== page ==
• March 20, 2024

    DC Judicial Pick Faces GOP Scrutiny Over Jones Day Work

    Republican lawmakers Wednesday criticized the BigLaw track record of a nominee for the U.S. District Court for the District of Columbia.

  • March 20, 2024

    Faegre Drinker Adds Former Honigman Construction Pro

    Faegre Drinker Biddle & Reath LLP has strengthened its construction and real estate litigation group in Chicago with Raj Patel, previously a partner with Honigman LLP, the firm said Wednesday.

  • March 20, 2024

    Republican Bill Targets Colleges Hiring Unauthorized Workers

    Sen. J.D. Vance, R-Ohio, and Rep. Jim Banks, R-Ind., have introduced legislation to prevent universities that receive federal funding from hiring unauthorized immigrants.

  • March 20, 2024

    How The Supreme Court Could Narrow Chevron

    After hours of oral argument in a closely watched administrative law case, it appeared that some U.S. Supreme Court justices could be open to limiting the opportunities for lower courts to defer to federal agencies' legal interpretations in disputes over rulemaking — and legal experts said there are a number of ways they could do it.

  • March 20, 2024

    Breaking Down Each State's Climate Priority Policies

    Forty-five states have now completed climate action plans outlining how they'll advance federal climate goals through policy and programs in coming years, with most focusing at least in part on real estate development as a way to reduce emissions.

  • March 20, 2024

    Re/Max GC Sees Light At The End Of Antitrust Tunnel

    Re/Max general counsel Susie Winders has spent several years in a joint defense group fighting antitrust cases brought by sellers over real estate commissions, and she says she is now "very pleased" over recent settlements despite their costs.

  • March 20, 2024

    Law360 Announces The Members Of Its 2024 Editorial Boards

    Law360 is pleased to announce the formation of its 2024 Editorial Advisory Boards.

  • March 20, 2024

    US Chamber's Litigation Funding Concerns Spur 2 State Laws

    Amid concerns from the U.S. Chamber of Commerce about third-party litigation funding, including from potentially hostile foreign entities, state legislatures in Indiana and West Virginia have recently passed bills imposing restrictions on the practice.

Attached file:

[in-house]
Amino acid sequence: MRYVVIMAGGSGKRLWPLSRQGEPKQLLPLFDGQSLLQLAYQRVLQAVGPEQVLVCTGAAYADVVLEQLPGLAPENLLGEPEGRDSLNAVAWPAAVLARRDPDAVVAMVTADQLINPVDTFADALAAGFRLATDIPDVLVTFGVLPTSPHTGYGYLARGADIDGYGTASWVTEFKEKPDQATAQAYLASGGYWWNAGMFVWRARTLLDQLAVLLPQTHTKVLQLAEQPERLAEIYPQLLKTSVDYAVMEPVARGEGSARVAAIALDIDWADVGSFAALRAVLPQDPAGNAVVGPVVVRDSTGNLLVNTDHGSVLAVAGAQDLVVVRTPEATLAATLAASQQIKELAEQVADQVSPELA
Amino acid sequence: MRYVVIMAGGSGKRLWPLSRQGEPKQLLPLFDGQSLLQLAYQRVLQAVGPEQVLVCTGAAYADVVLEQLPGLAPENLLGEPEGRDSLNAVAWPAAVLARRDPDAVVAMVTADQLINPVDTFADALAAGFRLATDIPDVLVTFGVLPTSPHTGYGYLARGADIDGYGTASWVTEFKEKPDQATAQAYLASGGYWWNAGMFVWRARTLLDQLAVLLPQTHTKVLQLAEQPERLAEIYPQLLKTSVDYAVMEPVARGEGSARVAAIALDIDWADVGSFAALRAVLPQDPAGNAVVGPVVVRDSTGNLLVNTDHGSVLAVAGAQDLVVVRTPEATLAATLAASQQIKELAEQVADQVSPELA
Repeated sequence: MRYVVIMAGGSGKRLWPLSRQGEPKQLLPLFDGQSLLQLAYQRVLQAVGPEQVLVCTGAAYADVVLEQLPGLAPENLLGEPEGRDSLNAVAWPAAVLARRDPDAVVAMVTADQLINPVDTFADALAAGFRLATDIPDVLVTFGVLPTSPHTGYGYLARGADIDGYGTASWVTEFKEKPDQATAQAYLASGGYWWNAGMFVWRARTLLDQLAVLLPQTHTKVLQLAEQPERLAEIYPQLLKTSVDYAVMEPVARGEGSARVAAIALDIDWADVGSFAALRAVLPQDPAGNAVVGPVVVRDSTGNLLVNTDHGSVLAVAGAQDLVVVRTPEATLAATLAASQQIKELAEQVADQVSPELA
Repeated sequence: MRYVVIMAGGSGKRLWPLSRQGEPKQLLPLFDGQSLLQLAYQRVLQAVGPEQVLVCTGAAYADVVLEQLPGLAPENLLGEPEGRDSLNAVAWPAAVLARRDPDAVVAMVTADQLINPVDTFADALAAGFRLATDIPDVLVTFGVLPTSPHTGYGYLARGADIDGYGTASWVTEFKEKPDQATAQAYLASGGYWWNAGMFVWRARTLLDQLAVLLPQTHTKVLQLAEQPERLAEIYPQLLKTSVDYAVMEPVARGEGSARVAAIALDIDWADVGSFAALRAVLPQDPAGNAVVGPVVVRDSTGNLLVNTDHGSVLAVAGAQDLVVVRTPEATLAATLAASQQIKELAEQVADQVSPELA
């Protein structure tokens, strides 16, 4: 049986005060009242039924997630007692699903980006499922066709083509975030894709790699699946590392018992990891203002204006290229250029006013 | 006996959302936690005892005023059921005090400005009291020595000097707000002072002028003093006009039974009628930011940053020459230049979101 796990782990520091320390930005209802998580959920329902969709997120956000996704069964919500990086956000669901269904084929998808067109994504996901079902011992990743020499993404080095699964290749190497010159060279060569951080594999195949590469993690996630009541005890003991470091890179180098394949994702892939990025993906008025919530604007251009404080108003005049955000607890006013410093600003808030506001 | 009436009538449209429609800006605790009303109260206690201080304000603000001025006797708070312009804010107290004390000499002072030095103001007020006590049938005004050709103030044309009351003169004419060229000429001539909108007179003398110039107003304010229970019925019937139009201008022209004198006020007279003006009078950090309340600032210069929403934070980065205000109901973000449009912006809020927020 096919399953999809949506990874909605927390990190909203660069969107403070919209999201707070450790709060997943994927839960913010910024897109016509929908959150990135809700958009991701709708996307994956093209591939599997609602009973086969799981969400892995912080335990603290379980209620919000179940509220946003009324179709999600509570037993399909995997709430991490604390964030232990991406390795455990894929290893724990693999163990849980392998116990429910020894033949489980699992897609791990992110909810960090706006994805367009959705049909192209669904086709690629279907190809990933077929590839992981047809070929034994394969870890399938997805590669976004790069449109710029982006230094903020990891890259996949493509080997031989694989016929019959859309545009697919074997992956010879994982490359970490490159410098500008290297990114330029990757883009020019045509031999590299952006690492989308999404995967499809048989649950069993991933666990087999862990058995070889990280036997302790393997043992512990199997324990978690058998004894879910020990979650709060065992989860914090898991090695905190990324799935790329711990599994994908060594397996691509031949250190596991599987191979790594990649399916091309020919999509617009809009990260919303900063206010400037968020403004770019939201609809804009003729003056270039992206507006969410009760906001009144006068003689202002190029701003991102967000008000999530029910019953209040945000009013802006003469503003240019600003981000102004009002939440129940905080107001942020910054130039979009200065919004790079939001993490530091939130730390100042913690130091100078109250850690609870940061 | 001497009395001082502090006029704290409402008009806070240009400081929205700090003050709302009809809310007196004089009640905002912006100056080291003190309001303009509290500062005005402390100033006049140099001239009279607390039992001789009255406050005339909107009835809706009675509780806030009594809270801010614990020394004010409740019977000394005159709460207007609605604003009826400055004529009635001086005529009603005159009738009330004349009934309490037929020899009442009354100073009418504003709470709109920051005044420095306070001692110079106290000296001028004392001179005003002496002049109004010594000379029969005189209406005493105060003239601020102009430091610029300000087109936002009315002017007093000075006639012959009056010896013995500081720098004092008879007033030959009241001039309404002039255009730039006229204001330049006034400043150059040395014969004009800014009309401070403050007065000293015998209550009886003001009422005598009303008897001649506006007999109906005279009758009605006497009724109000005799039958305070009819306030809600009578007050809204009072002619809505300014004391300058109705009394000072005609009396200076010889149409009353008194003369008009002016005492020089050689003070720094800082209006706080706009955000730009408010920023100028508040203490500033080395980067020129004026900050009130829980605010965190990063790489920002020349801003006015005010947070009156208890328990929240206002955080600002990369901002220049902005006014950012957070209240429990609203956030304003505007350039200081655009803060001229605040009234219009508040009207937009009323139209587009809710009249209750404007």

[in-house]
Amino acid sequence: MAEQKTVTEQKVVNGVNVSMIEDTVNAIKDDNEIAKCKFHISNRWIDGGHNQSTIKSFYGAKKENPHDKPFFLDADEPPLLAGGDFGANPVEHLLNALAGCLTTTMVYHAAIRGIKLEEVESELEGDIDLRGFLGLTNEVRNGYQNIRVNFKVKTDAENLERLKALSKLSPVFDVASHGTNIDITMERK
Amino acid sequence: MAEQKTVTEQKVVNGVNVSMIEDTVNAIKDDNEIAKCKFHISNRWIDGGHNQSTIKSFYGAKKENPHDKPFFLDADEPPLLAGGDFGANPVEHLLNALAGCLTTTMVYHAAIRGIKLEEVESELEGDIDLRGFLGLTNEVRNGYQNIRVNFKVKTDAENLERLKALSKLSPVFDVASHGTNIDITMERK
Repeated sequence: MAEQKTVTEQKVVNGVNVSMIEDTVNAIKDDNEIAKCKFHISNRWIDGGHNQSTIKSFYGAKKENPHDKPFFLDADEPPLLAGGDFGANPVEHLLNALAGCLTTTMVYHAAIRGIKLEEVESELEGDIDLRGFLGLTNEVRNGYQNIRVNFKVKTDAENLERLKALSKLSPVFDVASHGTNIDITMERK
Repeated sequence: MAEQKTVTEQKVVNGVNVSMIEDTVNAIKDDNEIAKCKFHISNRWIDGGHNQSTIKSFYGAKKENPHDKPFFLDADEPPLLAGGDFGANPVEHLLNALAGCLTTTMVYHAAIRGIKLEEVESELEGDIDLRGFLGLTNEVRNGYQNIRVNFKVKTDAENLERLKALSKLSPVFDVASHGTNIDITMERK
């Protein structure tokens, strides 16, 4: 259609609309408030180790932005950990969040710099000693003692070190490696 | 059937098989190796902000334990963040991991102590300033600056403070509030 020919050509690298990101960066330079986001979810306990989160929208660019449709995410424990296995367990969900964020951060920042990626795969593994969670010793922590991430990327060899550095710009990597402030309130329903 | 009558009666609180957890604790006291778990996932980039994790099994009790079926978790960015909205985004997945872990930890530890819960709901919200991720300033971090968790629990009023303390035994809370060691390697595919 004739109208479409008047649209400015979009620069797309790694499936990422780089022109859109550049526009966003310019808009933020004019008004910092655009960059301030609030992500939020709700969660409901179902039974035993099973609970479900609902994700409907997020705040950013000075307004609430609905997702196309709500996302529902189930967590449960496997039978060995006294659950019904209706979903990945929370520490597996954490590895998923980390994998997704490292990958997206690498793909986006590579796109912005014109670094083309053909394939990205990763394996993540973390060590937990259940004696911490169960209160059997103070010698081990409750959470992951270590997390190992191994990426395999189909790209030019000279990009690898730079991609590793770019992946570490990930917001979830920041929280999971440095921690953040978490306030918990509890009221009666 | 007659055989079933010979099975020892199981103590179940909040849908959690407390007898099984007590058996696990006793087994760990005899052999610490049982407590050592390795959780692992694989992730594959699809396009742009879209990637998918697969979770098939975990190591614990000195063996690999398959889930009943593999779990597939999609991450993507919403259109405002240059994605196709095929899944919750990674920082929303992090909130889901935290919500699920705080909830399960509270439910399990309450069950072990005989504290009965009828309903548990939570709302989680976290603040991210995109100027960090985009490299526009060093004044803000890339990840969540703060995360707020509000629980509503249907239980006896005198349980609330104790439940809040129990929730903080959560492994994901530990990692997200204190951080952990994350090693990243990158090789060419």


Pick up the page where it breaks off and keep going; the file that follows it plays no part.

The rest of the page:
• March 20, 2024

    How BigLaw Vets Are Expanding Trial Boutique Dowd Bennett

    Law360 Pulse recently caught up with James Bennett, co-founder of boutique litigation firm Dowd Bennett LLP, to discuss the firm's expansion this year in Chicago and Dallas.

  • March 19, 2024

    Appointed Illinois High Court Justice Wins Full Term

    Illinois Supreme Court Justice Joy Cunningham has won her first 10-year term on the state's top court following her 2022 appointment, defeating intermediate appellate Justice Jesse Reyes, who challenged her for the Democratic nomination.

  • March 19, 2024

    Chicago Voters Nix Tiered Rates On Real Estate Transfer Tax

    Chicago voters rejected a contentious referendum Tuesday night that would have authorized the city to impose tiered real estate transfer tax rates including an increase for properties sold at $1 million and higher.

  • March 20, 2024

    Future Of Judge-Shopping Reform Hazy After Rule Proposal

    The policymaking body for U.S. courts provoked a stir last week when it proposed a rule designed to curb "judge shopping," with observers saying that the policy does address one type of the practice but that it remains to be seen if individual federal district courts will be willing to adopt even that limited reform.

  • March 19, 2024

    Chicago Club Files Defamation Suit Over Viral TikTok Video

    A Chicago nightclub and restaurant has filed a defamation lawsuit in Illinois against a woman who posted a viral video on TikTok claiming its staff physically assaulted her, alleging her false accusation has cost it business and harmed its reputation.

  • March 19, 2024

    States Converge On Texas' Challenge To EPA Methane Rule

    A California-led coalition of Democratic attorneys general wants to defend new federal limits on oil and gas industry methane emissions challenged by Texas, Oklahoma and other conservative states, with supporters of the new rules claiming a sovereign interest in protecting their citizens from harmful greenhouse gas pollution.

  • March 19, 2024

    Move Puerto Rico Defamation Suit To Illinois, Judge Advises

    A $3 million defamation suit brought by a Chicago-based lobbyist against two Illinois attorneys belongs in the Land of Lincoln, a Puerto Rico magistrate judge determined in a report and recommendation.

  • March 19, 2024

    Brokerage Owner Hid Compliance Woes Before Sale, Suit Says

    Financial services company Arete Wealth Inc. has sued the previous owner of a brokerage firm it acquired, claiming the former owner papered over widespread compliance issues at his firm that ultimately led to an "onslaught of costly arbitrations" after the sale closed.